Agreed - that is rather odd and if it's true that a cut of beef is simply labeled "steak" well, I would start doing my grocery shopping elsewhere. Can you take a picture next time you're out and post it here?

                All steak isn't going to be super soft and melt in your mouth tender. A ribeye will have some chewy parts to it sometimes and a new york strip is far from what I would call tender, though it's not exactly tough either. If there is a butcher at your grocery store, explain that you're new to buying beef and you're looking for a good grilling cut. If there is no butcher at the store you're visiting, go elsewhere.

          2. Somewhere in one of the Cooks Illustrated articles on beef, they recommended soy sauce as a marinade which not only tenderizes but improves the flavor of plain steak. Because salt intake is a health concern for me, I've never had the nerve to try the massive pre-salt approach. And since my palate is used to very low salt levels I am afraid that the "little bit" of salt that actually remains in the rinsed then dried steak would be too much for my taste. So I put a couple of tbsps of soy or teriyaki sauce into a baggie, add the steak, press out the air, massage the bag so the sauce gets all over the surface of the meat, then refrigerate for at least 30 minutes. I dry the meat with paper toweling before searing in a lightly-oiled preheated cast iron pan.

            It is really easy to overcook a steak, because there is more carry-over cooking once the meat is removed from the heat than you'd expect. I am usually cooking ones that are about 3/4" thick, and I like the meat rare, so I don't even need to use the oven. A good sear on both sides, then take the meat out and let it rest under a foil blanket while deglazing the pan and making a pan sauce. This results in an even redness throughout, with no gray border between the rare meat and the seared exterior.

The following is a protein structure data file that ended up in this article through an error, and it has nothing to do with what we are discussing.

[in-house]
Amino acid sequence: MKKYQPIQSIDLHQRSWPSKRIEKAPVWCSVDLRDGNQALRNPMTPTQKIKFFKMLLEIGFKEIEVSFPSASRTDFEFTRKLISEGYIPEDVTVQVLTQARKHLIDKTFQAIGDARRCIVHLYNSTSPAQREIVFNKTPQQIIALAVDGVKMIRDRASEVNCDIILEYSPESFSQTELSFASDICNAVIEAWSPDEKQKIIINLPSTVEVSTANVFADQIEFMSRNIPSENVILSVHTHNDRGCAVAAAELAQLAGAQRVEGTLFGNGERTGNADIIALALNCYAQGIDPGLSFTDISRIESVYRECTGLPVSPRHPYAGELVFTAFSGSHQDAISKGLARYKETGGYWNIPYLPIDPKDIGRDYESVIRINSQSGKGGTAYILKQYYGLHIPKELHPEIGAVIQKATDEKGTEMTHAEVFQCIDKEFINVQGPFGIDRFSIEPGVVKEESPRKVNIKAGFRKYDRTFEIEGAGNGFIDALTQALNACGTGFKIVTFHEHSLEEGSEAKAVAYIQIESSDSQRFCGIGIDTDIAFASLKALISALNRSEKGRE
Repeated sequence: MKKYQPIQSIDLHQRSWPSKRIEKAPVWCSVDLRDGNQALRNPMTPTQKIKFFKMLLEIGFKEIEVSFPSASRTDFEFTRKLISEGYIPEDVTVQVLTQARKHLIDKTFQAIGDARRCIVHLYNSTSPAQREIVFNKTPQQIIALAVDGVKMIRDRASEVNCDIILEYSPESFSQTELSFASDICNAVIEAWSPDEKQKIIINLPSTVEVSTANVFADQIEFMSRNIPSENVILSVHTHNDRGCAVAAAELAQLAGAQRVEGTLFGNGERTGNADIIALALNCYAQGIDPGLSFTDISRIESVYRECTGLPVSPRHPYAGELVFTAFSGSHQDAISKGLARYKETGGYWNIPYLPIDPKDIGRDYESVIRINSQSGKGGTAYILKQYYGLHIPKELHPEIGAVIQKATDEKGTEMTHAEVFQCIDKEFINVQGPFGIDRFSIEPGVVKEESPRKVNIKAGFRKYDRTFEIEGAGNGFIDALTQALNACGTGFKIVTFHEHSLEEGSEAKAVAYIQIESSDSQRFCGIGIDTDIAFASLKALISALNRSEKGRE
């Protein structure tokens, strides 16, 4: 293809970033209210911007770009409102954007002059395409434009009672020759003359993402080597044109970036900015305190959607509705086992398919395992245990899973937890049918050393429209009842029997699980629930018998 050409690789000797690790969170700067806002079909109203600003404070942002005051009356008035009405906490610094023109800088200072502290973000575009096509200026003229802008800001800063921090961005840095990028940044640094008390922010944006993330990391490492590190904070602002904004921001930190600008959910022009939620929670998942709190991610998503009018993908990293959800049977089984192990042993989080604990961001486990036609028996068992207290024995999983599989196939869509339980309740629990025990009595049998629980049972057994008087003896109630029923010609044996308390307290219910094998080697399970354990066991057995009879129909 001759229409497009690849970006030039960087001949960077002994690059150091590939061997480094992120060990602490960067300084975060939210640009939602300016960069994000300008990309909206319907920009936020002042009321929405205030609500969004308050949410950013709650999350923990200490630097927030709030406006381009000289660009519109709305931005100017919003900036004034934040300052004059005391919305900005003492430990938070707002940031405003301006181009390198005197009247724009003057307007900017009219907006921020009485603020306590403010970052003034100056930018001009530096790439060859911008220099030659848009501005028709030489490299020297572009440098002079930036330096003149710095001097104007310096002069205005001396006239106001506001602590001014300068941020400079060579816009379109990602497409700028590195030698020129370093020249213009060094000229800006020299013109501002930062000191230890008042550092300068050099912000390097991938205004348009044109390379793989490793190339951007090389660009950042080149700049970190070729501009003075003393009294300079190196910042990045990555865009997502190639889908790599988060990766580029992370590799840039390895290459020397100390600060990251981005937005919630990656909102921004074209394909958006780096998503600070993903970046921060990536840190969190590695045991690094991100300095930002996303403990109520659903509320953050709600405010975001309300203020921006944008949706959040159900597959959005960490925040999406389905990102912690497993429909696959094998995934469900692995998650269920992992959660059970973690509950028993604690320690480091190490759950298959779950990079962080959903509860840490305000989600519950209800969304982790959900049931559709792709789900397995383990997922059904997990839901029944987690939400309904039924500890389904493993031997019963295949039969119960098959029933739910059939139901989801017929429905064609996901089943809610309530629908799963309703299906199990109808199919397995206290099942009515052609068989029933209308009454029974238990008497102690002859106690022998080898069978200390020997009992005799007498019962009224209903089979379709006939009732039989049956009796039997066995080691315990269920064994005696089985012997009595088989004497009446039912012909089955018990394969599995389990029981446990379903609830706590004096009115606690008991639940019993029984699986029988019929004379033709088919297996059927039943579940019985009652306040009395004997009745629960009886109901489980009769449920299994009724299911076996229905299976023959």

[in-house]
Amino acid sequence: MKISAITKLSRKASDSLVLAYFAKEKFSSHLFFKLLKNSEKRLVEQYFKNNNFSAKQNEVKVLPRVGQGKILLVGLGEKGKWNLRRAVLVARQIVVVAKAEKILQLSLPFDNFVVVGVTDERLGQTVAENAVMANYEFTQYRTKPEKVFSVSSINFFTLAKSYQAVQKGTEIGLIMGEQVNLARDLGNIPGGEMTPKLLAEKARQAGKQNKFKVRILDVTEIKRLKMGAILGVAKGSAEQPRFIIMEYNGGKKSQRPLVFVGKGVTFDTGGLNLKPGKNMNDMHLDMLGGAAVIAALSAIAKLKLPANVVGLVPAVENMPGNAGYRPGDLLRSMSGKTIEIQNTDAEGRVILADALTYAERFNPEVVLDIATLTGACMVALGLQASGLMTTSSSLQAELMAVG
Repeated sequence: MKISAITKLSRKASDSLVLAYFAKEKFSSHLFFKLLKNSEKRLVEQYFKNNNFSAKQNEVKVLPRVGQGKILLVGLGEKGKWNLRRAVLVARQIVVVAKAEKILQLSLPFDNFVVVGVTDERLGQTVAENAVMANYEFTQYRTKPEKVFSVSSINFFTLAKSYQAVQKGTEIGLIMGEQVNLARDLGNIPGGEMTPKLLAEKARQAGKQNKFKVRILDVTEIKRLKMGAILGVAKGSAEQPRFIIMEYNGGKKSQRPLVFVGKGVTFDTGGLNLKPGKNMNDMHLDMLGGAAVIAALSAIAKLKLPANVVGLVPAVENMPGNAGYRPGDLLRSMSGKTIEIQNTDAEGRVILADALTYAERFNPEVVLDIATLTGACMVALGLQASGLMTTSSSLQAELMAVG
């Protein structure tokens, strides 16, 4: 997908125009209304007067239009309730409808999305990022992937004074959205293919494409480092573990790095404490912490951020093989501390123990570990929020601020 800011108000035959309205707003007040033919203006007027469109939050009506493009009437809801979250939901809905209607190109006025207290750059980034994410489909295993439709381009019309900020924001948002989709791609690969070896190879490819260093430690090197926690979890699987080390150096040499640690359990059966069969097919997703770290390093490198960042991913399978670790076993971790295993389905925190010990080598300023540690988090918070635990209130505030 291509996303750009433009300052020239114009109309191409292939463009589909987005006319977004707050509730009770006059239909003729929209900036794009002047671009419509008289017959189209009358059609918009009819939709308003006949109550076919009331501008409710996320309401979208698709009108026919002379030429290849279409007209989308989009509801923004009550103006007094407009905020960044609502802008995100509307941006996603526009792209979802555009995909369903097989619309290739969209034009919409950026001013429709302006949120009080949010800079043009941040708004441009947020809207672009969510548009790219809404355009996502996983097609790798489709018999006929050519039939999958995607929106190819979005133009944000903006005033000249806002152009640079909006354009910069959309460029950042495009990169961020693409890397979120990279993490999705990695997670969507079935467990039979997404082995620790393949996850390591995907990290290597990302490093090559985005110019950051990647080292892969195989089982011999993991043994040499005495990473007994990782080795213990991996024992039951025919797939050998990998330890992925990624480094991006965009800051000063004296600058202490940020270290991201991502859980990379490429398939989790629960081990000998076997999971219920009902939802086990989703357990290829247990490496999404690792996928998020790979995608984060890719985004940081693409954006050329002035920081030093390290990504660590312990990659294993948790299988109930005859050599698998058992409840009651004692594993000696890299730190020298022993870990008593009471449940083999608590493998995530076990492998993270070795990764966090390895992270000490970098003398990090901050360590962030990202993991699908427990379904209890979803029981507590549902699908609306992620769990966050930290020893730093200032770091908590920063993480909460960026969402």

4 Replies
            1. re: greygarious

              Frankly, I don't always buy the "marinades make meat tender" idea. The marinade would have to penetrate ALL the way through the meat and even then be given time to do it's work. 4 hours in a bath of something or other wouldn't be enough time. Of course, I'm leaving out true commercial meat tenderizer (like papain) which I don't bother even having in my pantry.

              The reason I'm saying this is if a new cook reads this (like KosherHound might be) and they hear that a 30 minute marination in soy sauce is enough to tenderize meat, well then they might take a hunk of marinated chuck roast, toss it on the grill (or in a pan!!!) and then wonder what they did wrong when it's too tough to even swallow. FYI KosherHound: don't grill chuck steak (or sear it in a pan!!!) like you would a t-bone.

              greygarious, I think your information is good and well intended, I just think we need to ask more questions based on the specific problem asked above before we hand out information that might be confusing. For instance, what exactly is "plain steak"? I've been cooking for many years and if someone told me we were having plain steak for dinner then I think I'd have to laugh at them.

              Also, there is low sodium soy sauce though it is still fairly high in sodium for those on restricted diets.

              1. re: Fuller

                The OP refers to pan-sear/oven finish rather than grilling, and never mentions attempting something big like a "hunK" of chuck roast. The CI point about soy was that it does for beef what brining does for poultry, since beef is ill-suited to brining.
                Plain steak means no rub, marinade, or basting sauce.

                1. re: greygarious